However, the same survey found most rural Americans (86%) trust their own doctor or healthcare provider to provide reliable information about COVID-19 vaccines, whereas lower levels of trust are reported for the Centers for Disease Control and Prevention (66%), Dr. Anthony Fauci (59%) and state government officials (55%).

Altman suggests that healthcare workers should adopt messaging regarding the seriousness of the pandemic that likens immunization efforts to the Second Amendment: “[T]he vaccine is a way to protect you, your family and your way of life,” he writes, which can help undo the damage caused by disinformation to convince those patients that the fight against the pandemic is intended to take away personal liberties or “deny them their way to make a living.”

Know what your patients are thinking

Beth Wrobel, chief executive officer of HealthLinc, said that a lot of the work in recent weeks for the federally qualified health center (FQHC) — with 11 clinics, two telehealth clinics and one mobile medical clinic in northern Indiana — is to get answers directly from patients concerning how they felt about the vaccine for when they will be able to offer it to the public, estimated to be in February.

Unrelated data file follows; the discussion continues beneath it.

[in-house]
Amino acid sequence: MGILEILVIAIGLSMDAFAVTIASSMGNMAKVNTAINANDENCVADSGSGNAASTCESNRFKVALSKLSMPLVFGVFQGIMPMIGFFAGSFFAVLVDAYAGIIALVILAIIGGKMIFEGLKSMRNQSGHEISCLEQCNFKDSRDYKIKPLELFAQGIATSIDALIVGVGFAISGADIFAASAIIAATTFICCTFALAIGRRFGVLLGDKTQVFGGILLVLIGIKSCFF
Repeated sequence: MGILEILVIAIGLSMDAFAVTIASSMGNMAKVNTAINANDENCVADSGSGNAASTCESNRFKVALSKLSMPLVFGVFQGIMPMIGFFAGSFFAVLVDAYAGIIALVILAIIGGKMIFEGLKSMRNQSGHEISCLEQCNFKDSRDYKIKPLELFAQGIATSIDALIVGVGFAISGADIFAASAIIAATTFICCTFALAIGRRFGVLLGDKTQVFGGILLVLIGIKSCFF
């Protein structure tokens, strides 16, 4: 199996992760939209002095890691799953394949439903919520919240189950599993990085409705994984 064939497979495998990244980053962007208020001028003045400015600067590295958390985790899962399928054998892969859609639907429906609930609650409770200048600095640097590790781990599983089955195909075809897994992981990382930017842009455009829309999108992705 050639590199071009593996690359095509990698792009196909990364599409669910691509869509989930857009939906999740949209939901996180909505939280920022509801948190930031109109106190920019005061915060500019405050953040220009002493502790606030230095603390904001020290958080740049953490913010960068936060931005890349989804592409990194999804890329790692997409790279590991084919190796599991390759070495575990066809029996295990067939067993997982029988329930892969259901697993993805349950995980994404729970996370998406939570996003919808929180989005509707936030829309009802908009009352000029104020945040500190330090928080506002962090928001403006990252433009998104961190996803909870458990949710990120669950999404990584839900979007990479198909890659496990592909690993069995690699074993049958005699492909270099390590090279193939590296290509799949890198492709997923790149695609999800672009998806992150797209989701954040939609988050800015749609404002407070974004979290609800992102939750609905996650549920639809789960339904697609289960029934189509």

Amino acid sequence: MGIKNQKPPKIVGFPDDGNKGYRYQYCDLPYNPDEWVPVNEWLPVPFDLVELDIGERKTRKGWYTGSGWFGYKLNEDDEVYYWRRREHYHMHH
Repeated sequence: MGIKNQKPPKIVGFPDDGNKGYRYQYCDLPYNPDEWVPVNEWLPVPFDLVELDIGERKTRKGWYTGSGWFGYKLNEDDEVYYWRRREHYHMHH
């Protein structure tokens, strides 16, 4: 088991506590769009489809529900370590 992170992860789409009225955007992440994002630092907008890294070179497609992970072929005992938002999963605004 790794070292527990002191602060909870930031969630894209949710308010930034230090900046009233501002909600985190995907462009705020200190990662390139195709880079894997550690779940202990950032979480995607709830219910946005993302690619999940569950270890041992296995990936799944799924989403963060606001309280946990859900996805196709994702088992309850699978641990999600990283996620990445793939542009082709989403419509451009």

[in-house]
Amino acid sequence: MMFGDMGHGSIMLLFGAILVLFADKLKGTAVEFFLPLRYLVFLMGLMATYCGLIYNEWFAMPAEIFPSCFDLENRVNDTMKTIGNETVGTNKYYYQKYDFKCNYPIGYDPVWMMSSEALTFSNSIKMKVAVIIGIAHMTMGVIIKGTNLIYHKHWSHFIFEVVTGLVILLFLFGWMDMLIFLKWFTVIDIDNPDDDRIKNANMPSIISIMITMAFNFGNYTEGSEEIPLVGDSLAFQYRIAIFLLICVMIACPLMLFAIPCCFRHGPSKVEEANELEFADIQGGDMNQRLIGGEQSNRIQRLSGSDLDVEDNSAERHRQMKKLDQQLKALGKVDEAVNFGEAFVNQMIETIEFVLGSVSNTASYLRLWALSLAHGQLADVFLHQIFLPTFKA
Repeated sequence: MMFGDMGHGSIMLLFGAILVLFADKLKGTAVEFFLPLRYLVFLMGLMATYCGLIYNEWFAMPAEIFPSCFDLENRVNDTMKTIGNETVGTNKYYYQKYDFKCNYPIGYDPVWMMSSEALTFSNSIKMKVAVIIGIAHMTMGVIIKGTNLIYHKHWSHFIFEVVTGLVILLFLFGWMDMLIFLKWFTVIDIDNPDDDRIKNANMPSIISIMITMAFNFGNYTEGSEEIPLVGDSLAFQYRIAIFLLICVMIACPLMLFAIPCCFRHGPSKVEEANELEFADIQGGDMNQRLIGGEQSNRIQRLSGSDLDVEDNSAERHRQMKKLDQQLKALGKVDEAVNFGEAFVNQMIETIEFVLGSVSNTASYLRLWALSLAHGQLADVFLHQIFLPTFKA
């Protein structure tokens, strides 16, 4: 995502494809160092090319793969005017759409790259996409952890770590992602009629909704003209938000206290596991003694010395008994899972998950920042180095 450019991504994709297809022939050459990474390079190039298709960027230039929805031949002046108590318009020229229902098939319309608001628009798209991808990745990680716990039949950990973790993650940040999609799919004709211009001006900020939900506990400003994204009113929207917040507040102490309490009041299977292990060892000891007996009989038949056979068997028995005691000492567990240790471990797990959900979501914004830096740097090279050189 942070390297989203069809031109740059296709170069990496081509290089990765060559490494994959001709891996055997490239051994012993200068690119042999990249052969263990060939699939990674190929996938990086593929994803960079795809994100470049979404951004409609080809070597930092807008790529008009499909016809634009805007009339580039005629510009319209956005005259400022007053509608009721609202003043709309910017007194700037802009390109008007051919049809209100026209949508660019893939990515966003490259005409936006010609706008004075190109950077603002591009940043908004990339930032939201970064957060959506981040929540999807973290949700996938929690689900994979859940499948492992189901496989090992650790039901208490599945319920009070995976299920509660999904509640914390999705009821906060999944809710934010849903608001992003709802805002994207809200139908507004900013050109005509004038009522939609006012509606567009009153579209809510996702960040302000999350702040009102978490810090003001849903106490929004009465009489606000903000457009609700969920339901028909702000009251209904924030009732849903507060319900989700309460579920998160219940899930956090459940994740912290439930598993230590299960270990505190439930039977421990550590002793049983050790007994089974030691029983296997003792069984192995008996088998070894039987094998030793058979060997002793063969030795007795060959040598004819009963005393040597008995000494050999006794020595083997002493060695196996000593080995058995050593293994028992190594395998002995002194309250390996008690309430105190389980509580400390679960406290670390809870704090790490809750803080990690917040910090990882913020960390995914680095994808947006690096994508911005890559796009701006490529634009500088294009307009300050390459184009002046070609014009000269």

“We are starting to make a list of patients who would be interested when we do get the vaccine,” Wrobel said. “We were able to start to understand why our patients were concerned and identify that and start patient education.”

Wrobel noted that there seems to be a degree of hesitancy because of the speed with which the vaccine was readied for use. “This whole Operation Warp Speed, I wish they had named it something else,” Wrobel added. “People just felt that it was really fast.”

Early success in immunization rollout

John Kleyla, assistant vice president of information services at Ochsner Lafayette General, said that the nonprofit health system serving south central Louisiana has been at the forefront of the state’s efforts to immunize patients with the Pfizer vaccine.

To ensure efficiency, Kleyla’s team worked to digitize as much pre-visit work as possible, including self-scheduling, consent forms, review of fact sheets and information about possible contraindications. Part of this was born out of necessity, as the group is facing limitations on nursing staff due to many being out from exposure to COVID-19. With four nurses rotating through, the group aims for eight vaccinations every five minutes.

Building out sections for that documentation to flow into the group’s EHR was vital, not just for the patients’ records, but also to simplify transmitting data to the state’s immunization registry, which is used to coordinate second doses and accurate reporting of vaccine administration, Kleyla said. “We didn't want to have that dual entry,” he added.